Thursday, October 13, 2016

Thankful Thursday - Hard Discussions

Too many people that I know and love are dealing with kanswer. We have had hard discussions about kanswer treatment and the future.

Parents I know are dealing with struggles with their children. College issues. Drug and alcohol issues. Relationship issues with the other parent or with siblings or significant others. Every day, we parents are having hard discussions about hard issues.

After a Bible study this morning, I stood with a pastor friend, and we had a hard discussion about race and complicity and silence in the church and why we need to have more hard discussions.

At the home of friends from church, my husband and I joined a group of other friends from church, and we had a hard discussion tonight about protests and justice and church and challenging sermons and what we can do to make a difference in our city and in our nation.

At seminary, we are reading about black theology and white theology and liberation theology and flawed theology and who gets to decide what is and what isn't flawed theology. These are hard discussions.

Cops and Barbers is a group that brings together community members here in Charlotte and police officers. To talk. To get to know one another. To hash out challenging topics. Their hard discussions began long before the recent events here in Charlotte and are still going on.

It's hard to talk about hard things.
But as so many people say these days, "We can do hard things."
We have to do hard things.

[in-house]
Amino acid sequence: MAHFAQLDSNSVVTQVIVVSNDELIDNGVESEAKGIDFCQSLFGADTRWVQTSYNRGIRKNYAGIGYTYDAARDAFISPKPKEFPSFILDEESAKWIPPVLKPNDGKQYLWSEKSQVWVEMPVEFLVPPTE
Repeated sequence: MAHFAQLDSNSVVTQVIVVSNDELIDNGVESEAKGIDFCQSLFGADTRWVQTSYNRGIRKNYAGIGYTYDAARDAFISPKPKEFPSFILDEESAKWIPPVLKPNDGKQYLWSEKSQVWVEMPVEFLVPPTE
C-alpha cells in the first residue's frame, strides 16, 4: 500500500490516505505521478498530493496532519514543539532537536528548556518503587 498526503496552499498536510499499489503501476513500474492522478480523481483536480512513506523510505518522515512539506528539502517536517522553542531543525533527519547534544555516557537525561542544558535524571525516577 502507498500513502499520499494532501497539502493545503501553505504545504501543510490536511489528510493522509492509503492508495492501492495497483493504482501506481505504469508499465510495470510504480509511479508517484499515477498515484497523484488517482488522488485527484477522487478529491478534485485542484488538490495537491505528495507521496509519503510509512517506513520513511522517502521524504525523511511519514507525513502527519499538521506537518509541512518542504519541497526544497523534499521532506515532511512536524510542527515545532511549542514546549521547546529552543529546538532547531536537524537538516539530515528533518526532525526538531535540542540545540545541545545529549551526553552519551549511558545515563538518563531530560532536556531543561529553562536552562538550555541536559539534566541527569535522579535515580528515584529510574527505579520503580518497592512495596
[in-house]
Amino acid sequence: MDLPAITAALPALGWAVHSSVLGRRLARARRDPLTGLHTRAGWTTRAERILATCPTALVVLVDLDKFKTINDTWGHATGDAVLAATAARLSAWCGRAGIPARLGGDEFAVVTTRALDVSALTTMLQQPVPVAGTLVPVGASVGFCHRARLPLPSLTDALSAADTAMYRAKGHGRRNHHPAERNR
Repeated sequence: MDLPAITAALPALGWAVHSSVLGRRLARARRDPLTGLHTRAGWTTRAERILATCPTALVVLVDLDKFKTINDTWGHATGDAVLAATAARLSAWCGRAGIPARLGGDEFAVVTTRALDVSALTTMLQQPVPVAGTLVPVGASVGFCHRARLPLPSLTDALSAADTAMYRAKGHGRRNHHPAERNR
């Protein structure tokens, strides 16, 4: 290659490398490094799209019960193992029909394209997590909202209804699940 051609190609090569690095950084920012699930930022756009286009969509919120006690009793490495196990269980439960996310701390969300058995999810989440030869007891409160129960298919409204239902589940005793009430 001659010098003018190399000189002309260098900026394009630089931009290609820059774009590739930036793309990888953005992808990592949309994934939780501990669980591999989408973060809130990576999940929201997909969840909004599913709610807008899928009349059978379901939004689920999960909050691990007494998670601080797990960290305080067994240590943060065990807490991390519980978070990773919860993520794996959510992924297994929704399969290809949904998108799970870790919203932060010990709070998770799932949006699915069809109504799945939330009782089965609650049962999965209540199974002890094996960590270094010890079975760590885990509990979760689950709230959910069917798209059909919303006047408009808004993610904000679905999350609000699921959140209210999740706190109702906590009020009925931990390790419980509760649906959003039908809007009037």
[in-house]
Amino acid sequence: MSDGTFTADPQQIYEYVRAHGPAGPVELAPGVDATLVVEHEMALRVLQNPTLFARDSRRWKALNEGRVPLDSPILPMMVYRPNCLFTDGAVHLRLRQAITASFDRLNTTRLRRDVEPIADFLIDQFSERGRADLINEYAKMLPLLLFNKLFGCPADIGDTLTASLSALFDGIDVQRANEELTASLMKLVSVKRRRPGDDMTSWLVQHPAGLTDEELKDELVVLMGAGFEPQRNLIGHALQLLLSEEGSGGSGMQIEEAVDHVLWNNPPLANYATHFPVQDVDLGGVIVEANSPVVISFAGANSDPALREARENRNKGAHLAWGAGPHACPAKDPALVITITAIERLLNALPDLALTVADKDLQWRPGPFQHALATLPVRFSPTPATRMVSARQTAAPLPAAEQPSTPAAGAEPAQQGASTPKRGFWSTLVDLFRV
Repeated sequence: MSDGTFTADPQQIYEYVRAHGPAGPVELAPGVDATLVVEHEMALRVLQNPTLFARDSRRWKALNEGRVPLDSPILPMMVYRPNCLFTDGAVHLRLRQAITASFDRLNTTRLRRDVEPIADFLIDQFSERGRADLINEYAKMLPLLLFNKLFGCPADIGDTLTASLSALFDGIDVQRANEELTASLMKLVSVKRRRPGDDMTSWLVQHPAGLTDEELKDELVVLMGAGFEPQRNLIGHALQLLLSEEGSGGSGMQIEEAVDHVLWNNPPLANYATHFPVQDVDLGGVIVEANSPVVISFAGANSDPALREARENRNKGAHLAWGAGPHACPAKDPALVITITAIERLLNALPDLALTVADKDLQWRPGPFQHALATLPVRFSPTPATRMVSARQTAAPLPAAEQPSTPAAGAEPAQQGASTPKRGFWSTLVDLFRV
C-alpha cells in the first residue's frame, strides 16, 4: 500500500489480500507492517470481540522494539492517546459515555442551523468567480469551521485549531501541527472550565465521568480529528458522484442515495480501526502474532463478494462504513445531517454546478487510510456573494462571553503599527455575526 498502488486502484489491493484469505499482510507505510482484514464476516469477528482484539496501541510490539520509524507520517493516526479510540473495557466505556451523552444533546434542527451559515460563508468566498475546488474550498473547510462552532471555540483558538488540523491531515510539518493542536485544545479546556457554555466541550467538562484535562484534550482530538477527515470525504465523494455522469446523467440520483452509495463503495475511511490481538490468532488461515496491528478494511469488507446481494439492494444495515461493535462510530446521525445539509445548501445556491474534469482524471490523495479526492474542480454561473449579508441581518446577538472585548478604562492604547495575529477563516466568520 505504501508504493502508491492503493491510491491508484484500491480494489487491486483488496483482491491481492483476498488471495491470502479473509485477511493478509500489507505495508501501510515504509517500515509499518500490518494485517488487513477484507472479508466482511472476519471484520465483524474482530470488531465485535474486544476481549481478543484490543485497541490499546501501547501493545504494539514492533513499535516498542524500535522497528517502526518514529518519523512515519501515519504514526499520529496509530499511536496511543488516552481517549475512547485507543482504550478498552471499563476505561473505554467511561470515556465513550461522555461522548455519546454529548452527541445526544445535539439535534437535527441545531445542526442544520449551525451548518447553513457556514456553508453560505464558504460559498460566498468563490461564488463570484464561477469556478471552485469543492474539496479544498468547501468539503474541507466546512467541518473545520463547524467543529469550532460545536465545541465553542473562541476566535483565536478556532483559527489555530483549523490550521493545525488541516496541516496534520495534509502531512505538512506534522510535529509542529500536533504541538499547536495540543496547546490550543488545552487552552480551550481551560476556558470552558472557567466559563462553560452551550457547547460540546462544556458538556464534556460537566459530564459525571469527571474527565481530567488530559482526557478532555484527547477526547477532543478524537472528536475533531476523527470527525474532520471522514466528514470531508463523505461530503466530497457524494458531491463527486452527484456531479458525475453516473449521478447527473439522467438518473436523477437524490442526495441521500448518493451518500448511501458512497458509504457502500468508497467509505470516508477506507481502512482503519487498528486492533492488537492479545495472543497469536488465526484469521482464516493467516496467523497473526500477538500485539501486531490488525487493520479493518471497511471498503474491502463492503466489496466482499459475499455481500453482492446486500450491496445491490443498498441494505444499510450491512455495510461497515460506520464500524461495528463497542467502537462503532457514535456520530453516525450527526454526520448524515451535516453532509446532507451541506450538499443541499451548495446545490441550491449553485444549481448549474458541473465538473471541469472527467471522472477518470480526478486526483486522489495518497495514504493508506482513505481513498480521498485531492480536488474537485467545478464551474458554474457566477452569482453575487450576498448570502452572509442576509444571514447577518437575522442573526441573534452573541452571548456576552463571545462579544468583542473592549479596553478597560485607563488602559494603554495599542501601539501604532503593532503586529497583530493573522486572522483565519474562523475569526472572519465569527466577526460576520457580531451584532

If we are going to survive as a family,
as a church,
as a city,
as a nation,
as a world,
then we have to be willing to have hard conversations.
And we have to be willing to do hard work.
We have to talk. We have to listen to one another.
We have to walk together. We have to work together.
We have to be willing to be wrong and to be called out for our wrongheadedness.
We have to confess where and when we have been wrong in the past, whether it is our own actions or the actions of our forebears and ancestors.
We have to be willing to change our minds and our vocabulary and our relationships.

I am grateful for these hard conversations.
I am grateful for the ways that our confusion is forcing us into more frequent interaction with one another.
I am grateful for the uncomfortable moments that are arising, the questions, and the uncertainty.
I am grateful because people who have never talked about race and racism before are having hard conversations now.
I am grateful because people who have called for justice and fairness are finally being heard.

I hate the stories that have brought us here.
The legacy of slavery, segregation, and hatred.
Segregation. Lynching. A profoundly biased criminal justice system.
Poverty. Injustice. Hopelessness. Fear. Anger. Despair.
Homophobia. Xenophobia.
Lack of adequate education. Willful ignorance. Unconscious bias.
Intentional oppression. Unintentional microaggressions.

But I am grateful for the legacies of hope and strength that sustain those who continue to fight the good fight for peace and righteousness and healing.
I am grateful for the newfound courage and renewed determination to do the hard things, to have the hard conversations, to ask the hard questions, and live into the hard truths that we are being forced to face.

The way forward will be with a broken heart - as Alice Walker wrote.
The way forward will certainly be with heavy hearts.
But I hope, I pray, that the way forward will also be with hopeful hearts.

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